How Google Works: Creating an Innovation Machine

Posted On August 21, 2015
Categories Thought Leadership
Array not an Array
array(2) {
  string(4) "card"
  string(13) "Ken Bernhardt"

Ken Bernhardt

An Op-Ed from the Atlanta Business Chronicle

Last week Google announced the creation of Alphabet Inc., its new holding company, and the separation of its highly successful and profitable search and advertising business from, what the Wall Street Journal called, “its array of so-called moonshots.”

On Alphabet’s new website,, CEO Larry Page explained the thinking behind the move. He cited the original founders letter that he and co-founder Sergey Brin wrote 11 years ago: “Google is not a conventional company. We do not intend to become one.” They also stated that people could expect Google to make smaller bets in areas that might seem “speculative or even strange when compared to our current businesses.”

Page states that he and Brin have long believed that over time companies tend to get comfortable doing the same thing and just making incremental changes, and you need to be a bit uncomfortable to stay relevant. By separating Google’s core business, including the search business, YouTube, the Android and Chrome operating systems, maps, and Gmail, from the riskier new technology businesses such as driverless cars, glucose-sensing contact lenses and Internet balloons, each of the businesses will get more focus. Wall Street responded to the announcement by sending the stock price up 6 percent to $704 per share.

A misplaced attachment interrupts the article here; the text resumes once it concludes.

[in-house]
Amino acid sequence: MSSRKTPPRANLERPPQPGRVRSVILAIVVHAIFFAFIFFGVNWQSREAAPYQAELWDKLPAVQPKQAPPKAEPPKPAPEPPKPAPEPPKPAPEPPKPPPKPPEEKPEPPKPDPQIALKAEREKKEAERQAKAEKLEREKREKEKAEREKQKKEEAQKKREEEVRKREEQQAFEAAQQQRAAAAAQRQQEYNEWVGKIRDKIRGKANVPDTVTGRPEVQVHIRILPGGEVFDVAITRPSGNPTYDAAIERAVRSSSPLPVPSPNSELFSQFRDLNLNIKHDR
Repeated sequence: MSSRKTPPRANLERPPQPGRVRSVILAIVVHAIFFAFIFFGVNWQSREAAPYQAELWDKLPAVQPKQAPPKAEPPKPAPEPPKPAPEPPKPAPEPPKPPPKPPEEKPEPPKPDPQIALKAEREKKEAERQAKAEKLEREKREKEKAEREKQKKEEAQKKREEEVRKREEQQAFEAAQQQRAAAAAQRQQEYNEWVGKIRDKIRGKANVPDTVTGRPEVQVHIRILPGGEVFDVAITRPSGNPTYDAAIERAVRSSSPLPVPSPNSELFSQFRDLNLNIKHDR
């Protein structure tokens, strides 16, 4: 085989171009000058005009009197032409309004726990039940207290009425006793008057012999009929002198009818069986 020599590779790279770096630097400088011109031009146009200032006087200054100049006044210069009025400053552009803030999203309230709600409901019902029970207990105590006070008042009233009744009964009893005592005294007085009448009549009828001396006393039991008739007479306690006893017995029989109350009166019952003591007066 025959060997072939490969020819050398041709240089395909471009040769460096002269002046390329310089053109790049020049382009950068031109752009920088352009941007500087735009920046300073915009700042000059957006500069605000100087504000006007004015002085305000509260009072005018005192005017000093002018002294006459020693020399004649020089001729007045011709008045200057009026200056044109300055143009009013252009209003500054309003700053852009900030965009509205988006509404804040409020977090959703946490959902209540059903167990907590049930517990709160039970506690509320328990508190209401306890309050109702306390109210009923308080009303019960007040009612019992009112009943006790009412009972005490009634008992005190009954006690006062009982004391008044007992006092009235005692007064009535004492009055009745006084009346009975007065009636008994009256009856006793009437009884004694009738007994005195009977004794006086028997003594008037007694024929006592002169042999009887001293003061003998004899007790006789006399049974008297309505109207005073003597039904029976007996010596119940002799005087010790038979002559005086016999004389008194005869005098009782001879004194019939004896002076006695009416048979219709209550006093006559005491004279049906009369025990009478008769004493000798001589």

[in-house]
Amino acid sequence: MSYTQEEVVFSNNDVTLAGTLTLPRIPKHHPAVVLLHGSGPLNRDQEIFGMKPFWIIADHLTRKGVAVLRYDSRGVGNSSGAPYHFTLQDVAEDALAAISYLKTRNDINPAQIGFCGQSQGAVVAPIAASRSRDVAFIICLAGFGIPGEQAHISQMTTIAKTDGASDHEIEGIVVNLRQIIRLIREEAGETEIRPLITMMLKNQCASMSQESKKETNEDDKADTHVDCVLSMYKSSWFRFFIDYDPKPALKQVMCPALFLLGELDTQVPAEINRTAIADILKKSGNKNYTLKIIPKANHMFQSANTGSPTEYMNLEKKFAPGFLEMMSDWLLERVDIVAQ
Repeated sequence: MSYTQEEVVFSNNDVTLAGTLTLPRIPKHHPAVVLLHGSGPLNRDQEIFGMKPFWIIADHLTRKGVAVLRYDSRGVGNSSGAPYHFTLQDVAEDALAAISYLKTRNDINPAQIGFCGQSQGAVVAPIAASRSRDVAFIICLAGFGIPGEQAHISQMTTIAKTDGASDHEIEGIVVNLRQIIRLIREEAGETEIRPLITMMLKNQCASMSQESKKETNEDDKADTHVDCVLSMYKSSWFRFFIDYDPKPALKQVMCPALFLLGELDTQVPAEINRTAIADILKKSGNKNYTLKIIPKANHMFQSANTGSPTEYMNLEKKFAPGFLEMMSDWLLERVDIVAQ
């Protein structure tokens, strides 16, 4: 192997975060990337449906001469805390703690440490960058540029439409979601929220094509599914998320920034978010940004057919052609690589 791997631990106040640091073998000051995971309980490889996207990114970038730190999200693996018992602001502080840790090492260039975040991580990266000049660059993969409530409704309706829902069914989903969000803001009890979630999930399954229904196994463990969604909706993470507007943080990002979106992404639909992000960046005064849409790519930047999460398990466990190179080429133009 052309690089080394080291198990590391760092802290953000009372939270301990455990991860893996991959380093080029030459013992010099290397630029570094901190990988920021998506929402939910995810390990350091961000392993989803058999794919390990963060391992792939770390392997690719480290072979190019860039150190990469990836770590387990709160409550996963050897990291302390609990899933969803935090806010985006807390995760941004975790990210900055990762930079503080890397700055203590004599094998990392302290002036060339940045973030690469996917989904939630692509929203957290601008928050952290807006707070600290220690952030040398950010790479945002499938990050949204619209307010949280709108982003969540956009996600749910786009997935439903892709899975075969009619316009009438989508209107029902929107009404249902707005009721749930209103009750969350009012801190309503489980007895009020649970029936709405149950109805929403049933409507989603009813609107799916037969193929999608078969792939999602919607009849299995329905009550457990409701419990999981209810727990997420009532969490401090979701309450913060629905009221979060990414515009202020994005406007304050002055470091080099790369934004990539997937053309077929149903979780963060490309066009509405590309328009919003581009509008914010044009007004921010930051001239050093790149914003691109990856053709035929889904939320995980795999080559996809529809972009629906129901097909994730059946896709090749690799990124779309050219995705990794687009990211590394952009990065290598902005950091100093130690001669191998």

As a result of doing lots of things that “seemed crazy at the time” Google has grown its sales to $66 billion last year, and the company is currently worth $445 billion. These are big numbers. How Google has grown so dramatically over the years is documented in a book published last year, How Google Works. The book was written by two people who were an important part of the Google story – – Eric Schmidt, Google’s CEO from 2001 to 2011 and current executive chairman, and Jonathan Rosenberg, who joined Google in 2002 and managed the design and development of the company’s consumer, advertiser, and partner products including most of Google’s current core products.

They state that the key to Google’s rapid growth and success is due to a few simple principles. First and foremost is an intense focus on the user. The philosophy has been that if the company can create great products for users, they would be able to figure out the “money stuff” later. To achieve that, it is important to understand the product from the user or consumer’s perspective and to do this better than anyone else.

Understanding how consumers use products enables the engineers to find the technical insights that make products better. For something to be innovative it must be new, surprising, and “radically useful.”

Another principle at Google has been to hire as many talented engineers as possible and give them freedom. The engineers are allowed to spend 20 percent of their time on projects of their own choosing. The most valuable result isn’t the products and features that get created; it’s the things people learn when they try something new.

Today the rule of thumb is that half of the employees should be engineers. The company uses communication as a way to keep everybody moving in the same direction. They have TGIF meetings every Friday where any employee can ask any question – – any topic is fair game.